We sat at the corner most table of the nearly-deserted restaurant. You handed me a small gift wrapped box and I asked if I could open it. You said, “yes”. I opened it to find a handcrafted silver bracelet. It was your way of mending our tattered hearts. I was surprised and slipped it on my hand and showed it to you. I didn’t know which was more beautiful—the bracelet or the gesture. We spoke a little and for the most part of the conversation my eyes hovered over your lips and my mind was in a frenzy.

We were apart for over eight weeks and I was afraid I wouldn’t recognise you or find the right words to say to you. You were giving me a fractured account of your work life that I wasn’t interested in. I wanted to know if you missed me in your waking hours, when you step into the bathroom every morning to brush your teeth and find my toothbrush next to yours, when you reach for your shampoo bottle and end up using mine, when you pull out your phone to check for a message from me, when you are picking out a tie and want an opinion, when you brush your hair a little too much to the left and remember how I would frown at that, when someone casually mentions me and it tears your heart that you couldn’t call me, when you get off work and know that the next stop would be in my arms, when you look for a shirt but find one of my clothes instead. I wanted to know if you made up for all of this when you dreamed of me and slumbered in thoughts of me. Because I did. I searched for you in the crowds, for my favourite star in the galaxies. There was a flood of overwhelming emotions flowing beneath my skin and lips.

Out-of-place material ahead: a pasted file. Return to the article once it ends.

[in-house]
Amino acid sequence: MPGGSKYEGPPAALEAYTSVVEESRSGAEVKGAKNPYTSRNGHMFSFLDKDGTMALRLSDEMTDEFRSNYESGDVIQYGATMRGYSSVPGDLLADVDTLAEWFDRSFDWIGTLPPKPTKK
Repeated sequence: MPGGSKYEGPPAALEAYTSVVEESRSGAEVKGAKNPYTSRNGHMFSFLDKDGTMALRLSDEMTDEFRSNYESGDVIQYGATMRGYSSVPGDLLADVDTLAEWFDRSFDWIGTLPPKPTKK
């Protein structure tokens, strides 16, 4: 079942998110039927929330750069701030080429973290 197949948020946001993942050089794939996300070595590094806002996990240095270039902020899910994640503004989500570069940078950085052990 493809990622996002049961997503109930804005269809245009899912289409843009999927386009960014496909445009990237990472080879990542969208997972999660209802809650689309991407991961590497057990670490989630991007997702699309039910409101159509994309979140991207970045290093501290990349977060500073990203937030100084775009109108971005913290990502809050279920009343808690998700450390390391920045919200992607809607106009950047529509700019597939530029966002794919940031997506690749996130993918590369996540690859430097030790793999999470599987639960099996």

And then, you asked if we could give this another chance. I knew I could never stop at taking my chances with you. How could I? And in a whisper, I answered, “I’ve missed you”.



February 24

There hung an old full length mirror on the yellow wall. And I stood in front of it, looking at myself. My hair was showing silver streaks, fine lines were being drawn at the corner of the mouth, the round of my eyes were turning glassy—they were signs of having existed for 30 years, 10 of which were spent loving you.